Vivienne Gower Mylne, teacher and scholar, born Ynnan China 19 October 1922, Assistant Lecturer teacher University College London 1951-55, Lecturer University College Swansea 1955-66, Lecturer University of Kent 1966-67, Senior Lecturer 1967-73, Reader 1973-76, Professor 1976-85, died Oxford 20 June 1992.
VIVIENNE MYLNE's career was decisively shaped, and her life was almost certainly foreshortened, by the Second World War.
After a childhood in China, where her father was a Methodist missionary, and secondary schooling in South Essex, the outbreak of war found her teaching classics at the Girls' College in Jersey. In the autumn of 1940, following an anonymous tip-off, she was arrested by the Germans for operating an illicit radio-set and imprisoned for nine months in a French jail. As a consequence, her health was permanently impaired, Greek was replaced by French as her major interest and and this is what she chose to read when, with the end of the war, a dramatic improvement in the student grant system opened university doors that had earlier seemed permanently closed to her. From then on, her progress towards academic eminence was initially slow but increasingly sure.
After graduating at Oxford in 1948, she moved to University College London, where, in 1952, under the supervision of Professor Brian Woledge, she completed her PhD thesis, 'Interjections in the French Eighteenth-Century Theatre: a semantic study'. She stayed there as a part-time assistant lecturer till 1955, then moved to University College, Swansea, where she stayed for 11 years. In 1966, she accepted an invitation to join the small but rapidly expanding French Board at the University of Kent: she was promoted to a senior lectureship in 1967, to a readership in 1973 and to a personal professorship in 1976.
In 1971 she became a founder member and first Secretary of the British Society for Eighteenth Century Studies and in 1978 and in 1979 served as its President. She retired to Oxford in 1985.
Readers who never met Vivienne Mylne and students still unborn will continue to admire the solidity of her scholarship and the polish of her prose. Her international reputation as an authority on 18th-century French studies at present rests on an impressive array of essays, on her monographs on Manon Lescaut (1972) and La Religieuse (1981), on her seminal study of techniques of illusion in The Eighteenth Century French Novel (1965) and on the monumental Biblographie du genre romanesque 1751-1800 (1977), painstakingly compiled in collaboration with Professors Angus Martin and Richard Frautschi. It is likely to be further enhanced by her book on the use of dialogue in fiction, English as well as French, written in her much enjoyed and admirably active retirement and safely delivered to her publisher a month before her sudden death.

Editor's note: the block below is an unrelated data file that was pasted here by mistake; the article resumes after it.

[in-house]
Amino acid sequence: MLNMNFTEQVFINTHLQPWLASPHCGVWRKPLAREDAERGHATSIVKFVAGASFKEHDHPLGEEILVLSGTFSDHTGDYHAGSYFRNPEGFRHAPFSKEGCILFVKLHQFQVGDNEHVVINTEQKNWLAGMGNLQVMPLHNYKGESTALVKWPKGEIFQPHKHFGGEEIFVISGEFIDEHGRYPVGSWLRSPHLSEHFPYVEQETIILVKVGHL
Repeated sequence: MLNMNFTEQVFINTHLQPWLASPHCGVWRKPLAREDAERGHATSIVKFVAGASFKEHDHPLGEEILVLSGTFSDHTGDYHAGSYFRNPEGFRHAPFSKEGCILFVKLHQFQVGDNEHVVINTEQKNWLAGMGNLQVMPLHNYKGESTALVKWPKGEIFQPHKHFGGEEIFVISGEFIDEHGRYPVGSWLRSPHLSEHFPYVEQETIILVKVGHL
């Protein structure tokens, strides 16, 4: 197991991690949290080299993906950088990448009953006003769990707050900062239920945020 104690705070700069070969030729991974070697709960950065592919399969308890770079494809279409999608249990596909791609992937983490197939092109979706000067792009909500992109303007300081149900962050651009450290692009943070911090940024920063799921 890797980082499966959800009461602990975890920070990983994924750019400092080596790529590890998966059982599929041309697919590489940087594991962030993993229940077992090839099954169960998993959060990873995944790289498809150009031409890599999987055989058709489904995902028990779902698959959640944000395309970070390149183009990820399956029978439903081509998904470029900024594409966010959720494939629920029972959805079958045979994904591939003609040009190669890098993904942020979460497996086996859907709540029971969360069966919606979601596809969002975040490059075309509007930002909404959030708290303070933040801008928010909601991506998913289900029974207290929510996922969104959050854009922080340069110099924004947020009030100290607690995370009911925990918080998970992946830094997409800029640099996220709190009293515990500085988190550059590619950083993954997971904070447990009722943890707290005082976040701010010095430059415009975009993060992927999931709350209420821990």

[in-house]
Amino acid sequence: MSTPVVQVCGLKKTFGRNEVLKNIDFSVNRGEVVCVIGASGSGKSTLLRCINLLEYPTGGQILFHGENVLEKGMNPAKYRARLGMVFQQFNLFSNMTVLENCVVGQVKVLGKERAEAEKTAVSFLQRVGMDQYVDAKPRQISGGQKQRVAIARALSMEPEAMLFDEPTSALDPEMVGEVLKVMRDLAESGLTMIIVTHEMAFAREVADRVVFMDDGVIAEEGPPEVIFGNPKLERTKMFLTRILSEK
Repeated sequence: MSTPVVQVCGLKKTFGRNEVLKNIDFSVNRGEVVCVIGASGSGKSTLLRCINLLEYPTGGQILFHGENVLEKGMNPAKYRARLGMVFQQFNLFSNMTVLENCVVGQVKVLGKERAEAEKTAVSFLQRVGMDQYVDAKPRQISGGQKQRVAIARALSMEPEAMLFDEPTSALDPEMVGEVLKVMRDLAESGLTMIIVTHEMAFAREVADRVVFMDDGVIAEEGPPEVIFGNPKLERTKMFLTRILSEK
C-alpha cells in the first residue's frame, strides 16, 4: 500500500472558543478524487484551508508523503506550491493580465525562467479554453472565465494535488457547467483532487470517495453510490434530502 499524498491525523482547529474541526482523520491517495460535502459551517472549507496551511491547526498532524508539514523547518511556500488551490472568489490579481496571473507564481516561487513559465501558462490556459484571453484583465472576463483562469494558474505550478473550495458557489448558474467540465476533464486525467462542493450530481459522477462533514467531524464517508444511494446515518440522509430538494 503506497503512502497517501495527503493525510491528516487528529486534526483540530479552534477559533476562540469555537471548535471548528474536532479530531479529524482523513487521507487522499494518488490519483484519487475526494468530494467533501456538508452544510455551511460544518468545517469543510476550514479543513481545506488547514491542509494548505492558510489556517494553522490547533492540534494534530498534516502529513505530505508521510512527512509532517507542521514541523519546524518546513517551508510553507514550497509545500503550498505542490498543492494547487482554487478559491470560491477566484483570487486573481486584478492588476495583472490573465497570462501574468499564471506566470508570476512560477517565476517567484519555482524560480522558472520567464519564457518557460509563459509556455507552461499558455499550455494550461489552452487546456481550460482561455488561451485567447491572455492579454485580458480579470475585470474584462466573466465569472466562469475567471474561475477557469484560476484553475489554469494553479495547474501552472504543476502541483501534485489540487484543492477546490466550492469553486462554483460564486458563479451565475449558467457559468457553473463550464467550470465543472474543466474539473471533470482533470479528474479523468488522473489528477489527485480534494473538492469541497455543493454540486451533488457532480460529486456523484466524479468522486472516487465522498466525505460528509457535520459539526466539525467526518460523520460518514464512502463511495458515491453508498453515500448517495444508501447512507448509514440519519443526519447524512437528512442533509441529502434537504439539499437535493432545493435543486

Those who had the good fortune to know her as a colleague or as a teacher will treasure her memory for a host of additional reasons. Her acts of kindness great and small which, like the fact that she had only one working lung, went unpublicised. The sheer professionalism with which she taught, served on the innumerable committees that academic life is heir to and which ensured that she never once failed to keep an academic engagement. The marvellous meals she would lovingly prepare, the laughter throughout, the music that would invariably follow. The enthusiasm of her singing and its range, from the classical choral canon to Gilbert and Sullivan: nobody who was present will ever forget the end- of-term Common Room cabaret when, appearing as a Britannia, and equipped with burnished helmet, dustbin-lid and pitchfork, she led the company in a spirited rendition of 'Land of Hope and Glory'.
Her taste in reading was equally eclectic, ranging from the arid wastes of la nouvelle critique to 18th-century erotica and from Proust's textual variants to detective stories, of which she read at least one a night. Her subjects of conversation were no less diverse: she would switch effortlessly from demolishing Derrida to appreciating a McEnroe volley or from discussing metaphysics and Monteverdi to savouring the latest mot in a vintage episode of Minder.
It is hard to accept that we shall never again hear her laughter or see that quizzical look, like that on her bust of Voltaire, which would precede her demolition of the latest piece of hocus-pocus to emanate from the upper reaches of university bumbledom. She was one of Stendhal's Happy Few, a wonderful life-enricher.
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